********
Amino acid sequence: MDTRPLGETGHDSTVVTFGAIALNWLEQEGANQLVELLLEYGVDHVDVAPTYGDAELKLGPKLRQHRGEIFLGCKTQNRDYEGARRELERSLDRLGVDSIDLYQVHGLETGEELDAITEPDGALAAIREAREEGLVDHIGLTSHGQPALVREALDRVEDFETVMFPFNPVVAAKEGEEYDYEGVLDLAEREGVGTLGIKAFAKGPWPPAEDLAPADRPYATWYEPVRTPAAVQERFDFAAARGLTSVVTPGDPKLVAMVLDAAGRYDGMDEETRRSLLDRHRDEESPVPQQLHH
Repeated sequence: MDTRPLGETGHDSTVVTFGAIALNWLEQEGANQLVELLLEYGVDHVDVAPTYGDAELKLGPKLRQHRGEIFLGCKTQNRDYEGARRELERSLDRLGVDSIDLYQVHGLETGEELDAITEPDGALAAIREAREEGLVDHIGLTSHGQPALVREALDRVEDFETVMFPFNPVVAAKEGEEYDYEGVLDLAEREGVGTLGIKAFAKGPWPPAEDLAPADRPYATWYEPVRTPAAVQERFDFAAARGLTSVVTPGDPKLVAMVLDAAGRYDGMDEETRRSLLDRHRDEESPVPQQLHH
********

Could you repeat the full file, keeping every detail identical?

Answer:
Amino acid sequence: MDTRPLGETGHDSTVVTFGAIALNWLEQEGANQLVELLLEYGVDHVDVAPTYGDAELKLGPKLRQHRGEIFLGCKTQNRDYEGARRELERSLDRLGVDSIDLYQVHGLETGEELDAITEPDGALAAIREAREEGLVDHIGLTSHGQPALVREALDRVEDFETVMFPFNPVVAAKEGEEYDYEGVLDLAEREGVGTLGIKAFAKGPWPPAEDLAPADRPYATWYEPVRTPAAVQERFDFAAARGLTSVVTPGDPKLVAMVLDAAGRYDGMDEETRRSLLDRHRDEESPVPQQLHH
Repeated sequence: MDTRPLGETGHDSTVVTFGAIALNWLEQEGANQLVELLLEYGVDHVDVAPTYGDAELKLGPKLRQHRGEIFLGCKTQNRDYEGARRELERSLDRLGVDSIDLYQVHGLETGEELDAITEPDGALAAIREAREEGLVDHIGLTSHGQPALVREALDRVEDFETVMFPFNPVVAAKEGEEYDYEGVLDLAEREGVGTLGIKAFAKGPWPPAEDLAPADRPYATWYEPVRTPAAVQERFDFAAARGLTSVVTPGDPKLVAMVLDAAGRYDGMDEETRRSLLDRHRDEESPVPQQLHH